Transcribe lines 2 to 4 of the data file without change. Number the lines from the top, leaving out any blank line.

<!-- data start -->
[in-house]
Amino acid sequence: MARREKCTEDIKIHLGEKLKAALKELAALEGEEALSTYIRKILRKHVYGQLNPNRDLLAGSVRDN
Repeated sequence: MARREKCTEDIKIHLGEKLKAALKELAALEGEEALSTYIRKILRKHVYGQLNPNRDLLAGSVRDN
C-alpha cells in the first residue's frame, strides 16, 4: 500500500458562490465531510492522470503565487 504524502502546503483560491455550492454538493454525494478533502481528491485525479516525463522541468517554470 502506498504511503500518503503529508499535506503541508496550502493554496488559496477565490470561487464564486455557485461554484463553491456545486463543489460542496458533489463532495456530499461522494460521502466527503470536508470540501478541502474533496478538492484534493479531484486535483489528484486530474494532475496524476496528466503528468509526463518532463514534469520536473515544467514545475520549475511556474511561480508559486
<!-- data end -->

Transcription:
Amino acid sequence: MARREKCTEDIKIHLGEKLKAALKELAALEGEEALSTYIRKILRKHVYGQLNPNRDLLAGSVRDN
Repeated sequence: MARREKCTEDIKIHLGEKLKAALKELAALEGEEALSTYIRKILRKHVYGQLNPNRDLLAGSVRDN
C-alpha cells in the first residue's frame, strides 16, 4: 500500500458562490465531510492522470503565487 504524502502546503483560491455550492454538493454525494478533502481528491485525479516525463522541468517554470 502506498504511503500518503503529508499535506503541508496550502493554496488559496477565490470561487464564486455557485461554484463553491456545486463543489460542496458533489463532495456530499461522494460521502466527503470536508470540501478541502474533496478538492484534493479531484486535483489528484486530474494532475496524476496528466503528468509526463518532463514534469520536473515544467514545475520549475511556474511561480508559486